Capitals refuse to let injuries knock them out


December 05, 1990|By James H. Jackson

Injuries are a way of life in the National Hockey League, and the Washington Capitals have had more than their share this season.

Despite the injuries, which have hit two of their leading scorers and two-thirds of their defense, the Capitals have a 15-14 record in the Patrick Division, nine points behind the first-place New York Rangers. Washington is in fourth place.

High-scoring right wing Dino Ciccarelli and center Peter Zezel have been out nearly two months, and other forwards -- such as center Mike Ridley, right wing Steve Leach and left wings Nick Kypreos, Alan May and Dave Tippett -- have been out for shorter periods.

All three goalies -- Mike Liut, Don Beaupre and Jim Hrivnak -- have missed time because of injuries, and defensemen Neil Sheehy, Rod Langway, Kevin Hatcher and Mikhail Tatarinov have been out for varying amounts of time.

Only defensemen Mike Lalor, Calle Johansson and Bob Rouse, right wing John Druce, left wing Kelly Miller and centers Michal Pivonka and Dale Hunter have played in all of Washington's games.

"Injuries obviously affect you," coach Terry Murray said, "but they are something you have to learn to live with. I always say that the only good thing about injuries is that they give some younger guys a chance to step up and show what they can do. We have been very lucky in that we have had enough talented younger guys to take up the slack when our other guys have been hurt." The Capitals currently are without Sheehy (ankle), who started skating again Monday; Ciccarelli (thumb), who practiced Monday and is day-to-day; Tippett (shoulder), also day-to-day; Ridley, who has had the flu but is expected back for tonight's game against the Pittsburgh Penguins); Zezel (ankle), who is about two weeks from returning; Hrivnak, whose knee was examined Monday (the swelling was down, but soreness remains); and Liut, who has had a groin injury but is expected to return tonight.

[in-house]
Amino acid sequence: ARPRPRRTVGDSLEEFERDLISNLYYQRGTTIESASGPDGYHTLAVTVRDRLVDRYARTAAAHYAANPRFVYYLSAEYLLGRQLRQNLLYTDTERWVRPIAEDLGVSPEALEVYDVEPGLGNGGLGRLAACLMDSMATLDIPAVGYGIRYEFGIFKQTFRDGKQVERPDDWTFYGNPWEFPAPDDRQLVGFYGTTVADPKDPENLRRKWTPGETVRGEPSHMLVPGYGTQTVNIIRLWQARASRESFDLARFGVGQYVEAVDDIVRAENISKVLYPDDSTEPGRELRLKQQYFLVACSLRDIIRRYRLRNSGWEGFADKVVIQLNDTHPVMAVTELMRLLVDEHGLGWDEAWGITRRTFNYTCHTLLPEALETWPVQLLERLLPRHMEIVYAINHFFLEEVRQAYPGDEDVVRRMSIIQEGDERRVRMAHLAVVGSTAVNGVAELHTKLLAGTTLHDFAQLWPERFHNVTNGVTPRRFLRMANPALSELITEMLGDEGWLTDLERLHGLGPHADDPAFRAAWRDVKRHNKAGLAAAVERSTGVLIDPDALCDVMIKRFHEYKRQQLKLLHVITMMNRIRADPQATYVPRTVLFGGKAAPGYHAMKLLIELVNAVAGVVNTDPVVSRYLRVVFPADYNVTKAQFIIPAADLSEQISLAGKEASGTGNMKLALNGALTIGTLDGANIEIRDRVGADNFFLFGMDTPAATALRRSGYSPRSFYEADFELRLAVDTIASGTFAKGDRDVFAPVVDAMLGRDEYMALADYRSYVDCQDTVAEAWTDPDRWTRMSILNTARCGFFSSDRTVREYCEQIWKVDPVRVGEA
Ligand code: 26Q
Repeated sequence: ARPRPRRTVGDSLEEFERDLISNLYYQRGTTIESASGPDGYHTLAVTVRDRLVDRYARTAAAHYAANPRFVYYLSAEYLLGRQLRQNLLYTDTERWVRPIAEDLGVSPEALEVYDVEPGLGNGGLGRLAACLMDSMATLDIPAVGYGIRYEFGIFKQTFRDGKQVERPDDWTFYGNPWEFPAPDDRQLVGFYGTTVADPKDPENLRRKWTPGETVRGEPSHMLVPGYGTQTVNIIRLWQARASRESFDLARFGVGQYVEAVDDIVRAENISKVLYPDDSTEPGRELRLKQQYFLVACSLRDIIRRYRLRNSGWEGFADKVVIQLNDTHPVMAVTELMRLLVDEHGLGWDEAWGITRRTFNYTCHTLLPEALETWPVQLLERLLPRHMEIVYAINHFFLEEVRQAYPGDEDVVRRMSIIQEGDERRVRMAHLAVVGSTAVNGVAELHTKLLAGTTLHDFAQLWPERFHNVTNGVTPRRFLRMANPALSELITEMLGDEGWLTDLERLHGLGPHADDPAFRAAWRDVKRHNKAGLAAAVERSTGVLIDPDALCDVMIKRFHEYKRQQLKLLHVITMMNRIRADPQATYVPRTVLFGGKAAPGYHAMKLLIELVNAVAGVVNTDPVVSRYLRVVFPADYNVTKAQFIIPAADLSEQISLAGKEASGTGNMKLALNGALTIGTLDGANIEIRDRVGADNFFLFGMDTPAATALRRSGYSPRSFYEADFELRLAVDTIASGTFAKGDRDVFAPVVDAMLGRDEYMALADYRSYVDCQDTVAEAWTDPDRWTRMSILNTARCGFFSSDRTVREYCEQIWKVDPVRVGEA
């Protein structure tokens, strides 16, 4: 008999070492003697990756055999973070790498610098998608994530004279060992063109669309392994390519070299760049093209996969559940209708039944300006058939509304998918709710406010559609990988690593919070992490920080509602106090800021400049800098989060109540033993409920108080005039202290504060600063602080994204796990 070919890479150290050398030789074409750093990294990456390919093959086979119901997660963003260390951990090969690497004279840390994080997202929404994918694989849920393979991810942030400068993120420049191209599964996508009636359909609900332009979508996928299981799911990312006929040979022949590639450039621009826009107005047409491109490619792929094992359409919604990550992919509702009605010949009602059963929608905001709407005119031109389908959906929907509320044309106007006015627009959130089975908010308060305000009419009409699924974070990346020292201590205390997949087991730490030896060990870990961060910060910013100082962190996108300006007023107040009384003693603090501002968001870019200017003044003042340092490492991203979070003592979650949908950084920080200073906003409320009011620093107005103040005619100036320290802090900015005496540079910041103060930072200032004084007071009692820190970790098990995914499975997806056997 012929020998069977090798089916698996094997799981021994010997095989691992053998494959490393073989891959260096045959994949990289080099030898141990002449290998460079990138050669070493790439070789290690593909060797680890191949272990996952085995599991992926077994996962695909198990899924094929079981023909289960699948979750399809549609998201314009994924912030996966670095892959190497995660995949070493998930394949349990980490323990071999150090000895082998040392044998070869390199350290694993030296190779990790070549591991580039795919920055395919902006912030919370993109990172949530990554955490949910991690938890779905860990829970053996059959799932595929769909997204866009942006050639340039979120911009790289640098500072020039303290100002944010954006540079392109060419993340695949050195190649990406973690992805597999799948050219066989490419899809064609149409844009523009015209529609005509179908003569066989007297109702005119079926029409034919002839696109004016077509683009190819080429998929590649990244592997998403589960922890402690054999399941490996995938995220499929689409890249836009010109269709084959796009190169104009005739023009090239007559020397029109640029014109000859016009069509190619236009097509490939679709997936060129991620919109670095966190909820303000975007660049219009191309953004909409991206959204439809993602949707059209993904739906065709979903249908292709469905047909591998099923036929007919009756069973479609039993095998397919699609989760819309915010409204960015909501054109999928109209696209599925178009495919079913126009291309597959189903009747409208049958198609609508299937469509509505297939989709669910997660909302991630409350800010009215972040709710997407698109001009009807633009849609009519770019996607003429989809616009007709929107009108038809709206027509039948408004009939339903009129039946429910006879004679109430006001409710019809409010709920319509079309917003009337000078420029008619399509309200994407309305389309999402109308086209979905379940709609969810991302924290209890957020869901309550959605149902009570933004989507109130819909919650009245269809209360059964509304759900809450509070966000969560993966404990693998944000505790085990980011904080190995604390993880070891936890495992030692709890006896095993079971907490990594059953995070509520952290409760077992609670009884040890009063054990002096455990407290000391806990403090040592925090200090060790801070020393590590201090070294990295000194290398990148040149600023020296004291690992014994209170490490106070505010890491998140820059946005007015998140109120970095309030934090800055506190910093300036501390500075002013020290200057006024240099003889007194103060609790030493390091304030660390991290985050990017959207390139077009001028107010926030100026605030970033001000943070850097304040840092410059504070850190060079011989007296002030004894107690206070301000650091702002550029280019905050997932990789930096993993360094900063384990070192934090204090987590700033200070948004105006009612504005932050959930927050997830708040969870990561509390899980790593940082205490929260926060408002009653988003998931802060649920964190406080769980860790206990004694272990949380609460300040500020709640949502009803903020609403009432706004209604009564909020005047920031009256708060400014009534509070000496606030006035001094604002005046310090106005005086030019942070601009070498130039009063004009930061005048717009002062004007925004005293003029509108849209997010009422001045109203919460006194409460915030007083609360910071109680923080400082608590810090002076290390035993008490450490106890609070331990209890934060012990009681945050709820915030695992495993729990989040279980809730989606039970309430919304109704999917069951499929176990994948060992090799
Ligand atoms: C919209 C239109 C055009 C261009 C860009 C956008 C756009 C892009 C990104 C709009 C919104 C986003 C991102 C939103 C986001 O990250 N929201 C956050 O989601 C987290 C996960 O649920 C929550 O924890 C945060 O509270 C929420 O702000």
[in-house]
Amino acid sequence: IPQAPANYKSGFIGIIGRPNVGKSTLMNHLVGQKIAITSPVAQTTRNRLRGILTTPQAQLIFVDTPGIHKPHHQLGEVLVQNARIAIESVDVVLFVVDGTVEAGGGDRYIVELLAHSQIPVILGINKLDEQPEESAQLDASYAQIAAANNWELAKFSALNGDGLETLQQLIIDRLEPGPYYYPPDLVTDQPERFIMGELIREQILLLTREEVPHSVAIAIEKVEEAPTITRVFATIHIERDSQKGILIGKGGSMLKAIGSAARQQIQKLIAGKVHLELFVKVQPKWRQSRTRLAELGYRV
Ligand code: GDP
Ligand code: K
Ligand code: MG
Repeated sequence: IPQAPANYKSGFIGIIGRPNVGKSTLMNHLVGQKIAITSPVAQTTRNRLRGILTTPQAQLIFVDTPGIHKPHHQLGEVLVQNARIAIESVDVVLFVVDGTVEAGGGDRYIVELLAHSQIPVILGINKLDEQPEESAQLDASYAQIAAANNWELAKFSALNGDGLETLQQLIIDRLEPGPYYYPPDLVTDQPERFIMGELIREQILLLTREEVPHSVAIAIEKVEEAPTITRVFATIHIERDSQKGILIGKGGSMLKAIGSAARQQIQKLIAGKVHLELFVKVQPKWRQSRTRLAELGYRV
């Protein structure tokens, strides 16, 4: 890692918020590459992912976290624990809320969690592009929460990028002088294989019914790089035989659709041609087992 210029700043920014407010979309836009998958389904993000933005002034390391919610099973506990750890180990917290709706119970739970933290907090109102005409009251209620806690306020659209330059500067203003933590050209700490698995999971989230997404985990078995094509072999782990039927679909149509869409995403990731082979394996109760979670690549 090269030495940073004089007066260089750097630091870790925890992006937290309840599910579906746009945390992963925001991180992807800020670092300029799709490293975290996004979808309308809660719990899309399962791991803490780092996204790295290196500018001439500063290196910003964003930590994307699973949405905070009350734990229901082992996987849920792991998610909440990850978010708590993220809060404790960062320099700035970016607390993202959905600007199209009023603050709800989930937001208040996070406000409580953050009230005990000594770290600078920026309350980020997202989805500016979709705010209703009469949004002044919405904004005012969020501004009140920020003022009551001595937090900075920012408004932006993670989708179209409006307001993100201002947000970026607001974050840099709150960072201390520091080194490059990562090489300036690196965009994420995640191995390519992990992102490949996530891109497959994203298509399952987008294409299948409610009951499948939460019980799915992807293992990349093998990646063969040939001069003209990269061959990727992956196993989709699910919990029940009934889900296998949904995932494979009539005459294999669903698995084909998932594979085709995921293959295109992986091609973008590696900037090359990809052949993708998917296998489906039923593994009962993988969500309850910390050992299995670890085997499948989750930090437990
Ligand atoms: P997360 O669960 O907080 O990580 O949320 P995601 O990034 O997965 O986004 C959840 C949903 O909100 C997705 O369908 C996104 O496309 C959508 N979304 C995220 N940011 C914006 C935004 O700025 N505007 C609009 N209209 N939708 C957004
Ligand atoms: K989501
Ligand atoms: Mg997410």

Washington has been recalling players from the Baltimore Skipjacks to take up the slack. The latest to be recalled were left wing Steve Maltais and center Alfie Turcotte, Baltimore's leading scorers.

"We plan to keep Maltais and Turcotte with the Capitals at least through the game in Pittsburgh, and then a re-evaluation of the situation will be made," Washington general manager David Poile said. "We hope that Liut will be able to play Wednesday [tonight], but if he can't, we'll have to call up one of the Baltimore goaltenders."

Olaf Kolzig and Shawn Simpson, who share the Skipjacks goaltending, were recalled by Washington over the weekend after Liut suffered his injury in practice last week. Both are back with the Jacks.


Pittsburgh center John Cullen has been one of the most pleasant surprises of the season. He is second in scoring behind the Los Angeles Kings' Wayne Gretzky (16 goals, 33 assists) with 10 goals and 36 assists.

Cullen, signed as a free agent by Pittsburgh in 1988, played at Boston University, and, when he was not signed by an NHL team, signed with the independent Flint Spirit in the International League, with whom he accumulated 48 goals and 109 assists.

His play in the IHL impressed then-Pittsburgh general manager Tony Esposito, who asked his coach, Gene Ubriaco, about Cullen. Ubriaco said he should be invited to the Penguins' training camp.

"I told Tony if you think he can play, go with your gut feeling," Ubriaco said. "Tony signed him, and he came to camp full of fire. He worked extremely hard and made the club. He was the type of kid who would do anything you asked of him. He has more than borne out our faith in him."


Three teams from the Soviet Union -- Moscow Dynamo, Khimik Voskresensk and Central Red Army -- have begun an 80-game schedule against 21 NHL teams. The only team to play in this area will be Moscow Dynamo, which will face Washington at the Capital Centre Jan. 8 .

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